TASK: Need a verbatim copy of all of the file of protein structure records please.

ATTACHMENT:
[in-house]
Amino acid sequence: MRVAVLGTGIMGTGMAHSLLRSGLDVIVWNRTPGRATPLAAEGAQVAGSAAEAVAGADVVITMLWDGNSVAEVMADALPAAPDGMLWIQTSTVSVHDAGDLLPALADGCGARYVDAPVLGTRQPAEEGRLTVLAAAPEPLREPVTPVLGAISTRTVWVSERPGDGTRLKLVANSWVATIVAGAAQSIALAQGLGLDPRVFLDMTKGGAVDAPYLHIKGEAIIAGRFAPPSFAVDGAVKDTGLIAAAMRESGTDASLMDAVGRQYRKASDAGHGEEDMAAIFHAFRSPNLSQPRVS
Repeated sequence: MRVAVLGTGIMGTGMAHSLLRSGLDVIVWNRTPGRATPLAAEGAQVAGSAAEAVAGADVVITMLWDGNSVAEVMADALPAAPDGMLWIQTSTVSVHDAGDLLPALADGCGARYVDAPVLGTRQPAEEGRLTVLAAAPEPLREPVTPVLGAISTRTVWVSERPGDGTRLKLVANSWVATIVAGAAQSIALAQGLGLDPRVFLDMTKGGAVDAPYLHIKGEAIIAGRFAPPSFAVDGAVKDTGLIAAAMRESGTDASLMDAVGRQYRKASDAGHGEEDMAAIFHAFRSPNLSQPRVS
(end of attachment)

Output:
[in-house]
Amino acid sequence: MRVAVLGTGIMGTGMAHSLLRSGLDVIVWNRTPGRATPLAAEGAQVAGSAAEAVAGADVVITMLWDGNSVAEVMADALPAAPDGMLWIQTSTVSVHDAGDLLPALADGCGARYVDAPVLGTRQPAEEGRLTVLAAAPEPLREPVTPVLGAISTRTVWVSERPGDGTRLKLVANSWVATIVAGAAQSIALAQGLGLDPRVFLDMTKGGAVDAPYLHIKGEAIIAGRFAPPSFAVDGAVKDTGLIAAAMRESGTDASLMDAVGRQYRKASDAGHGEEDMAAIFHAFRSPNLSQPRVS
Repeated sequence: MRVAVLGTGIMGTGMAHSLLRSGLDVIVWNRTPGRATPLAAEGAQVAGSAAEAVAGADVVITMLWDGNSVAEVMADALPAAPDGMLWIQTSTVSVHDAGDLLPALADGCGARYVDAPVLGTRQPAEEGRLTVLAAAPEPLREPVTPVLGAISTRTVWVSERPGDGTRLKLVANSWVATIVAGAAQSIALAQGLGLDPRVFLDMTKGGAVDAPYLHIKGEAIIAGRFAPPSFAVDGAVKDTGLIAAAMRESGTDASLMDAVGRQYRKASDAGHGEEDMAAIFHAFRSPNLSQPRVS